CRUD operation with PDO Database Connection

by Saquib Rizwan  February 14, 2017

Databases are everywhere and there is no practical PHP application that could exist without a database. From the very beginning, PHP offers several ways of interfacing with all popular DBMS. For instance, two popular ways of interfacing with MySQL based databases are mysql and mysqli.

Over years, databases have come a long way and now several different vendors offer popular DBMS that power modern PHP apps. To standardize and streamline development practices, PHP introduced PHP Data Objects (PDO) in PHP 5.1. These objects are used to setup PDO database connections.

PDO database connections

PDO is a database access layer which provides a fast and consistent interface for accessing and managing databases in PHP applications.  Every DBMS has specific PDO driver(s) that must be installed when you are using PDO in PHP applications.

Supported Databases

Driver nameSupported Database

PDO_DBLIB FreeTDS / Microsoft SQL Server / Sybase
PDO_INFORMIX IBM Informix Dynamic Server
PDO_MYSQL MySQL 3.x/4.x/5.x
PDO_OCI Oracle Call Interface
PDO_ODBC ODBC v3 (IBM DB2, unixODBC and win32 ODBC)
PDO_SQLITE SQLite 3 and SQLite 2
PDO_SQLSRV Microsoft SQL Server / SQL Azure


By default, PHP has PDO_SQLite driver installed. However, if you wish to work with other databases, you must first install the relevant driver.

in order to check what drivers are installed on your system, create a new PHP file and add the following code snippet to it:

Working With PDO

PDO replaces all previous database interaction approaches. Using PDO, you could easily perform CRUD and related DBMS operations. In effect, PDO acts as a layer that separates database related operations from the rest of the code.


One of the most important benefits of PDO is the simple and very straightforward database connectivity. Consider the following code snippet that is used to set up connections with the database. Note that when the underlying DBMS changes, the only change that you need to make is the database type.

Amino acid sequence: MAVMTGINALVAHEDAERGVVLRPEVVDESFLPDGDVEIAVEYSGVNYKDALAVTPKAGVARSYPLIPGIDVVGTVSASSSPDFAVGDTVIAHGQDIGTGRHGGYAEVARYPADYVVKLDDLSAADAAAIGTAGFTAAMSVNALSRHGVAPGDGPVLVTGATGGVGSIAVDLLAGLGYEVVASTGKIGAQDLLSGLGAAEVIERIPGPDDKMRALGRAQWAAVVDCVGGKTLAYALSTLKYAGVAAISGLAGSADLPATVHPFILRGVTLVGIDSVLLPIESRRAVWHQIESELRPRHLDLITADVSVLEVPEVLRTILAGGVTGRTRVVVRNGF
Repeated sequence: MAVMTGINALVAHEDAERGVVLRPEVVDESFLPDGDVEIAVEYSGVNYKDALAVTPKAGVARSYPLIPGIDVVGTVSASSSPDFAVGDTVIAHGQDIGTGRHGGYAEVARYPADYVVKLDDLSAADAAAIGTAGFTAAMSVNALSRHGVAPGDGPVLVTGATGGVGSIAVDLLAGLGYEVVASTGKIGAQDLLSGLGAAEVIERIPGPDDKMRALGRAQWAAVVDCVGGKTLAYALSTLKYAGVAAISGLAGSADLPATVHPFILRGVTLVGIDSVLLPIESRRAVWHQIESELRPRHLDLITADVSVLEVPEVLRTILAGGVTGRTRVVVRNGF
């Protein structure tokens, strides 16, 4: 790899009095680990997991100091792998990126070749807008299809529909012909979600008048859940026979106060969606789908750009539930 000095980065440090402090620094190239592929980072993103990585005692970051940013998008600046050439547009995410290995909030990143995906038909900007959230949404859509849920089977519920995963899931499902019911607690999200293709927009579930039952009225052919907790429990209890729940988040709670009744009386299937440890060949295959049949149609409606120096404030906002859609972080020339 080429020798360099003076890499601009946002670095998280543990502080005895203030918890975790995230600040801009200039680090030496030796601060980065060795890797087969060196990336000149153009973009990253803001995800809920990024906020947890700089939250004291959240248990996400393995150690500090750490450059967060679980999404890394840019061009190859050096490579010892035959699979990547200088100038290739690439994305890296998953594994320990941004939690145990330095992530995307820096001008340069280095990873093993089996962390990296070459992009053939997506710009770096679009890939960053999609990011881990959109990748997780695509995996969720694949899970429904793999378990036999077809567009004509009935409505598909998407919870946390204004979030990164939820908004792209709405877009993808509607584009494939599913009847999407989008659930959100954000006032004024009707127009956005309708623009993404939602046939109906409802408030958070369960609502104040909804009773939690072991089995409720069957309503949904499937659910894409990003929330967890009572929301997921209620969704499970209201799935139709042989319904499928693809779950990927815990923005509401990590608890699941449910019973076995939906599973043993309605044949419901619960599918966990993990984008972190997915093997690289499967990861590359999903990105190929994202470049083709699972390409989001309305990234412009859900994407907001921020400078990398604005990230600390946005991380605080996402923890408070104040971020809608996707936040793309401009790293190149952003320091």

In the above code snippet, notice that the DBMS is MySQL. However, if the DBMS changes to MS SQL Server, the only change will be the replacement of mysql with mssql.

Note: PDO can handle exceptions. Therefore, always wrap its operation in a try and catch block.

Creating a Table With PDO

In order to create a table, first declare a query string and then execute it with exec function as no data will be returned.

Inserting Data With PDO

In order to insert data into a table using PDO, first prepare the query using prepare statement. Next, this query is executed with the execute function. Note that this practice prevents SQL injection attacks.

Select Data With PDO

In order to select data, first create a query string and then execute it in a for each loop to fetch records from the table.

Update Data With PDO

In order to update a record in the table, first declare a query string and then execute it with exec function.

Delete Data With PDO

In order to delete a record from the table, first declare a query string and then execute it with exec function.


PDO is the data accessing layer that greatly eases the process of connecting and working with databases. Perhaps, the best thing about PDO is the streamlined process of database migration. If you want speed up your PDO queries with iterators, check out this article by Michelangelo van Dam.

In this article, I introduced PDO and highlighted how you could perform CRUD actions using PDO in PHP. I also demonstrated setting up of PDO database connections. If you have questions or would like to add to the discussion, do leave a comment below.

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About Saquib Rizwan

Saquib is a PHP Community Expert at Cloudways – A Managed PHP Hosting Cloud Platform. He is well versed in PHP and regularly contributes to open source projects. For fun, he enjoys gaming, movies and hanging out with friends. You can email him at

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